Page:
"Who am I?" For most immigrants, this was not a question to be asked -- it was more important to worry about jobs and food. For their descendants, however , the question of personal identity is often paramount; it also becomes entangled with others, such as "What is an American?" or "What were my parents and grandparents like?"
There are doubts about the process and value of assimilation -- a sudden realization of the loss of customs to be weighed against material gain. It should not be surprising, therefore, that recent interest in immigrant and ethnic studies should be spearheaded by second- and third-generation Americans; and if such studies as "American Mosaic" and "East to America" testify to the wealth of our collective tradition, they also demonstrate the difficulties of assessment.
The melting pot has been traditionally employed as a metaphor to describe the manner in which the huddled masses were to have their un-American flavors boiled away. But many objections have been raised against such an image: Why should anyone, even an immigrant, have to be melted down? "Perhaps instead of a melting pot," Morrison and Zabusky suggest, "we might more accurately call America a vast mosaic, in which colorful individual pieces are fitted together to make a single picture." "American Mosaic," their collection of immigrant oral histories, is an attempt to limn certain areas of that mosaic. What, then, we might ask, does the picture look like?
It is a collage; and yet, within the varieties of immigrant experience, certain patterns emerge. We may note, for instance, that language, class, race, and education still seem to determine an immigrant's immediate future. While Michael Blumenthal, a well-educated political refugee from Germany, is able to carry on his intellectual work and eventually rise to secretary of the Treasury, Bridget Fitzgerald, arriving destitute from Ireland, is happy just to work as a maid and have enough to eat.
Furthermore, the complexity of the American experience is mirrored in unresolved conflicts within the immigrants themselves. Pauline Nwman, a union activist from Lithuania, observes tartly that modern workers watch the "Hollywood Squares" whereas she used to read Tolstoy by candlelight. Former premier of South Vietnam Nguyen Cao Ky complains as a Confucian of having problems "not physically, but morally." Lena Klassen, an Indonesian of mixed stock, remarks ambiguously, "We've had an easy time. The only trouble was within myself."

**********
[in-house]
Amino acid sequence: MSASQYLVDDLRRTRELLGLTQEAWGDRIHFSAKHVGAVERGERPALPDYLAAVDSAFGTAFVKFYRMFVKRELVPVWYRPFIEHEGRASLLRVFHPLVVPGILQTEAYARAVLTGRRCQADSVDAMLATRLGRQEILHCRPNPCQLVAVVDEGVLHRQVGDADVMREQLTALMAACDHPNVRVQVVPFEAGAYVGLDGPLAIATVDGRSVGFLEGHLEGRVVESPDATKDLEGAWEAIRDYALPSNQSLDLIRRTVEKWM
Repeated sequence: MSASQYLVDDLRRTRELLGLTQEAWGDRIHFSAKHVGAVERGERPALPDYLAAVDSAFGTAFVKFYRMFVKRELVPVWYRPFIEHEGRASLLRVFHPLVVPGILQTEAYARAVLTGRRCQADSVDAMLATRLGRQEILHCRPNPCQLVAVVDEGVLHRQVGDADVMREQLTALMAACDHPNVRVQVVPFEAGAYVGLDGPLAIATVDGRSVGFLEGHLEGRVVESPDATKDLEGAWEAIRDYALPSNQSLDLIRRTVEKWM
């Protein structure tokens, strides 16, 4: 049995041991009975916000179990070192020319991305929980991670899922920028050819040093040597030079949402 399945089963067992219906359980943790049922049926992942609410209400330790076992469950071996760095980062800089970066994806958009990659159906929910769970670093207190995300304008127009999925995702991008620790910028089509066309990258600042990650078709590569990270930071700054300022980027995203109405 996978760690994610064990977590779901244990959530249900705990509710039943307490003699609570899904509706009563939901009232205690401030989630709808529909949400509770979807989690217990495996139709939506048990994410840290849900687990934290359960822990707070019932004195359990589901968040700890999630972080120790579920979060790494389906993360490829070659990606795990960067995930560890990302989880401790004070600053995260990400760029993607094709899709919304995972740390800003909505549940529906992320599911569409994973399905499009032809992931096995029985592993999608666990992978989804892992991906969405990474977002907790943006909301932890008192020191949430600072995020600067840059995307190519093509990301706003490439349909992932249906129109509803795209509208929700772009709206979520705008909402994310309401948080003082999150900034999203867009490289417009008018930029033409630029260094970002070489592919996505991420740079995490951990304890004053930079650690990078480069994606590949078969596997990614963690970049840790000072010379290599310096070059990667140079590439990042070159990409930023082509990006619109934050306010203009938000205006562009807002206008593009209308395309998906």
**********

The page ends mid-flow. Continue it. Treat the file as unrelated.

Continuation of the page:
Such ambiguities are also present in "East to America," a history of the Japanese in the United States. The central trauma for Japanese-Americans occurred, of course, after the invasion of Pearl Harbor when over 110,000 were interned in relocation camps. War hysteria and the old inscrutable Oriental bugaboo combined to produce a shameful repression. Even such liberal heroes as Franklin Roosevelt and Earl Warren were tainted by their actions in that affair. Testifying on alien evacuation, Warren, then attorney general of California, remarked, "We believe that when we are dealing with the Caucasian race we have methods that will test the loyalty. . . .But when we deal with the Japanese we are in an entirely different field and we cannot form any opinion that we believe to be sound." Warren later expressed his personal sorrow and regret, but the experience scarred many Japanese-Americans and caused many to rethink their loyalty to their adopted country.
As Messrs. Wilson and Hosokawa demonstrate, earlier patterns of discrimination existed as well, making the internment camps only the latest in a string of outrages. The Issei (first-generation immigrants) were denied citizenship because of race and were victimized by alien land laws and nativist politicians. Ironically, even the virtues of diligence and patience which allowed the Issei to survive often came to embarrass their Nissei children and Sansei grandchildren who were citizens by birth.
The history of this study is itself interesting. Funded by the Japanese American Citizens League and individual donations, the Japanese American Research Project (JARP) was established at UCLA in 1963 as "a trail-blazing enterprise -- a partnership between a major university and an ethnic group seeking to learn more about itself and to share that knowledge with others." "East to America" is the long-awaited result of that research.
Yet, for all its high aims, "East to America" is something of a disappointment. Though it is perhaps too much to ask of ethnic history that it embody the flavor of the particular conflict (as with Maxine Hong Kingston's "Woman Warrior" and "China Men"), still we do want a sense of the personal; and here too often the individual sagas are buried under a welter of data -- socioeconomic accounts of the Japanese in the Pajaro Valley, the Japanese in Wyoming, etc. One clue for this encyclopedic tendency might come from the fact that "donors of large amounts were promised a copy of the scholarly volume [in] appreciation."
But JARP and "East to America" stand as examples to other immigrant groups as to what should be done and what may be avoided.
These two studies are both valuable, and despite accounts of deep sadness and betrayal in the Promised Land, they embody a certain faith in the America that is still being defined. "You see," says Ibrahim Hassan, a Palestinian Christian settled in Nevraska, "after you drink the waters of this country, honey does not taste good in the wells of Jacob." We should hope so. The luxury of America consists of its ability to inspire so many questions it might be the answer to.